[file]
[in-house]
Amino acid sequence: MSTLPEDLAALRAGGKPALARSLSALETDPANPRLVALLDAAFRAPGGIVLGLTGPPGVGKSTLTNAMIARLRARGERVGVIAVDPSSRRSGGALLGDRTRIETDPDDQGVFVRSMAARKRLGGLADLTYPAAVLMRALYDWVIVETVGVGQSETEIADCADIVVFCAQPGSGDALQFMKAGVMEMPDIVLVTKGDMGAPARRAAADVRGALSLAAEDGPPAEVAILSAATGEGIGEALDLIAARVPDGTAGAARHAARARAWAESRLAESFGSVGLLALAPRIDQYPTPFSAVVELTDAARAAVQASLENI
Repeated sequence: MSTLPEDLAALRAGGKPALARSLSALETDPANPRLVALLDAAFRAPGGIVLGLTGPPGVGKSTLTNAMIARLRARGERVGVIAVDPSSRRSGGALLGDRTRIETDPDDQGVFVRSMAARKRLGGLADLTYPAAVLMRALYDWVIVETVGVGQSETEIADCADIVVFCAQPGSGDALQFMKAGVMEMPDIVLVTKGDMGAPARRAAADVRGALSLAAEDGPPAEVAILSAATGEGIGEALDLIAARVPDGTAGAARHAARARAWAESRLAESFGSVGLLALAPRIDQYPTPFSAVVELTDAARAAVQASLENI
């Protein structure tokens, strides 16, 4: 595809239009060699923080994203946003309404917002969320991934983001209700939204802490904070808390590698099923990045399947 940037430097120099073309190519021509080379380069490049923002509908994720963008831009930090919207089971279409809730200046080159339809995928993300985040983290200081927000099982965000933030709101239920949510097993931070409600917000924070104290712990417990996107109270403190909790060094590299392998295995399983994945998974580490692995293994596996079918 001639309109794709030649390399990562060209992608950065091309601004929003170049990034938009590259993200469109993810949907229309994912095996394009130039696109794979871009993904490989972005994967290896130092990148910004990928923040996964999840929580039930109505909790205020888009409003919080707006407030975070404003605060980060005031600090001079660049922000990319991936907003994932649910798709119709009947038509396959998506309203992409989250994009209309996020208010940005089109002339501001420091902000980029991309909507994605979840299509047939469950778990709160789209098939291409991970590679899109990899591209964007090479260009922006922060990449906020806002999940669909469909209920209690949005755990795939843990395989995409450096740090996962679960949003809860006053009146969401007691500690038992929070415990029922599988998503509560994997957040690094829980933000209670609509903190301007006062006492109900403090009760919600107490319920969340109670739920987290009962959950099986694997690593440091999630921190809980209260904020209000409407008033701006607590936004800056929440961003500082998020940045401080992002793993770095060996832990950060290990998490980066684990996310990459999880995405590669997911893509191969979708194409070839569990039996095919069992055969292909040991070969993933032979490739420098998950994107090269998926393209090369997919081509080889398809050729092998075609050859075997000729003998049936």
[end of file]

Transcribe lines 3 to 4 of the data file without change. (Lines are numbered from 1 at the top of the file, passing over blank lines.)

Repeated sequence: MSTLPEDLAALRAGGKPALARSLSALETDPANPRLVALLDAAFRAPGGIVLGLTGPPGVGKSTLTNAMIARLRARGERVGVIAVDPSSRRSGGALLGDRTRIETDPDDQGVFVRSMAARKRLGGLADLTYPAAVLMRALYDWVIVETVGVGQSETEIADCADIVVFCAQPGSGDALQFMKAGVMEMPDIVLVTKGDMGAPARRAAADVRGALSLAAEDGPPAEVAILSAATGEGIGEALDLIAARVPDGTAGAARHAARARAWAESRLAESFGSVGLLALAPRIDQYPTPFSAVVELTDAARAAVQASLENI
């Protein structure tokens, strides 16, 4: 595809239009060699923080994203946003309404917002969320991934983001209700939204802490904070808390590698099923990045399947 940037430097120099073309190519021509080379380069490049923002509908994720963008831009930090919207089971279409809730200046080159339809995928993300985040983290200081927000099982965000933030709101239920949510097993931070409600917000924070104290712990417990996107109270403190909790060094590299392998295995399983994945998974580490692995293994596996079918 001639309109794709030649390399990562060209992608950065091309601004929003170049990034938009590259993200469109993810949907229309994912095996394009130039696109794979871009993904490989972005994967290896130092990148910004990928923040996964999840929580039930109505909790205020888009409003919080707006407030975070404003605060980060005031600090001079660049922000990319991936907003994932649910798709119709009947038509396959998506309203992409989250994009209309996020208010940005089109002339501001420091902000980029991309909507994605979840299509047939469950778990709160789209098939291409991970590679899109990899591209964007090479260009922006922060990449906020806002999940669909469909209920209690949005755990795939843990395989995409450096740090996962679960949003809860006053009146969401007691500690038992929070415990029922599988998503509560994997957040690094829980933000209670609509903190301007006062006492109900403090009760919600107490319920969340109670739920987290009962959950099986694997690593440091999630921190809980209260904020209000409407008033701006607590936004800056929440961003500082998020940045401080992002793993770095060996832990950060290990998490980066684990996310990459999880995405590669997911893509191969979708194409070839569990039996095919069992055969292909040991070969993933032979490739420098998950994107090269998926393209090369997919081509080889398809050729092998075609050859075997000729003998049936």